Wednesday, March 28, 2012

Armory Character Record Sheet

Over at Dragonsfoot, someone had asked about an older set of Armory Character Record Sheets. Back in the day I had used these in my campaign, so I went through and edited a set and created a pdf of them.

You can find them below, and in the Archive.
Armory Character Record Sheet


Wednesday, March 21, 2012

Planemorph: Fire revisited

After comparing the last couple sets of Elemental tiles side by side it became apparent to me that the fire collection didn't match - mainly due to how the pathways were defined. So I decided to alter them to a deeper magma/smoke/brimstone feel, and in doing so they now fit the general feel I'm going for.

Fire tile up close:

Tuesday, March 20, 2012

Planemorph: Smoke

Next we turn to The Paraelemental Plane of Smoke. From the Planescape Campaign Set we have the following snippet:

Little traveled and less known, the paraplane of Smoke lies between the planes of Air and Fire. It is groundless like Air and hot like Fire, though it doesn’t scorch. The air is filled with rolling clouds of choking smoke, foul with brimstone and gases, so it’s impossible to breath safely without aid. Toward the plane of Air the poisons clear a little (a successful saving throw vs. poison every round results in only 1d1O points of damage; failure indicates immediate suffocation).

So I decided to create a smoke base that had some slightly visible regions of cracked lava, and then dropped in some pathways that would be considered "cooler regions when compared to the brimstone". Naturally moving through (or even visiting) this plane is not advisable to the air breathing player, but sometimes you open the wrong door or a Smoke Mephit offers to take you on a guided tour of his home - in either case, bad tidings await!

First is the SmokeDemo 9 tile set:
 Followed by a closeup of one of the Smoke tiles:


Tuesday, March 13, 2012

Planemorph: Water

Next up is the Water Plane. I went with a swirling hodgepodge of ooze for the "walkway/swim-way", and added a slight alteration to the background swirling color. I think it presents a nice counterbalance to the other PlaneMorphs in this series.

From Planescape's campaign Boxed set comes the strongest support for this ooze:

There’s more than just water out here, too. There’s elemental pockets, though few hold their form long. Chunks of Earth hover in the stream, bubbles of Air drift aimlessly, Ooze worms through the endless ocean, Magma hardens to stone, and bitter brine marks a pocket of Salt. Only pockets of Fire are truly rare, most of them suffocating the instant they appear.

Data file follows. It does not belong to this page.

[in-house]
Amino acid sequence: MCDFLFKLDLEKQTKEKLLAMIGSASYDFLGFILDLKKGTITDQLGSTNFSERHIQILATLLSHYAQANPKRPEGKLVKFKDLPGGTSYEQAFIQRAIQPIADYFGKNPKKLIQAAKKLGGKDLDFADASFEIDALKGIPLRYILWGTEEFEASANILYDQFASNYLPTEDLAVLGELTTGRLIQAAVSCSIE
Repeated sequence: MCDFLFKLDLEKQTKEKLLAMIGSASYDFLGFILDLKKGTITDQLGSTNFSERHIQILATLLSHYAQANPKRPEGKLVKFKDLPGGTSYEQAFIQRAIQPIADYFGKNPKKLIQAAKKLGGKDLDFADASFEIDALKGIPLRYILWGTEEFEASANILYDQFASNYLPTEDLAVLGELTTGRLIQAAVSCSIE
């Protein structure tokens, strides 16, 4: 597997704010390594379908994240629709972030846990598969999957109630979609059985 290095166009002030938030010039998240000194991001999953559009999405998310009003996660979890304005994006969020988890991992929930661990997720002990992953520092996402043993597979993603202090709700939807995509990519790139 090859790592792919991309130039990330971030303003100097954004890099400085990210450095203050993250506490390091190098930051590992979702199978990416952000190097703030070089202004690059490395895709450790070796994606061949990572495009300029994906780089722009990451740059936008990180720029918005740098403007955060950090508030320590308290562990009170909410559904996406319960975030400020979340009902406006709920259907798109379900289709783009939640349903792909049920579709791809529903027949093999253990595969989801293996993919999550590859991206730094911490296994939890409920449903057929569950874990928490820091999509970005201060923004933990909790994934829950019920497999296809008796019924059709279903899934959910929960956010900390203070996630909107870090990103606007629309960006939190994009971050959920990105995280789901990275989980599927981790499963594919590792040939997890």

First up is a WaterDemo with the 9 tiles pulled together:
Then a closer look at one of the tiles:


Monday, March 12, 2012

"Butter helps every burn mm-hmm"

...when last we left our intrepid band of brave (foolish) adventures, they had just left The Dark Chateau and had just entered one of the Mouths of Madness and climbed up to a pillared region wherein they were confronted with a massive golden runic covered door.

After many attempts to open said runic covered door (lockpicking attempts all failed) they decided to search the area and one industrious monk took a nunchaku and began tapping on each pillar in turn. A fortuitous roll uncovered a hollow spot, and shattering of said pillar commenced. Inside were two items; 1) an ancient scroll, and 2) a small golden coin.

The druid it was determined could decipher the language on the coin, so as he began to read the ancient Centaurian, the coin melded to his hand and he was overtaken by a contact poison. Meanwhile, afraid the scroll had the same issues, a silken cord was offered by the elf and the monk looped it around the scroll and pulled it from it's shelf. Asked if he would catch it a hurried "no!" ensued and it was determined the ancient scroll shattered as it hit the stone floor.

Meanwhile, the Druid deciphered the text and realized the coin might well open the door. While this was happening, the monk decided he wanted to scale a pillar and used the rope to lumberjack his way up to the domed (arched) ceiling. While there he touched the smooth surface, then heard the unmistakable sound of something fast approaching - as he yelled for help a bony appendage smashed him across the back and he fell unconscious some 30 feet to the stone floor below - taking 17 points of damage in the process.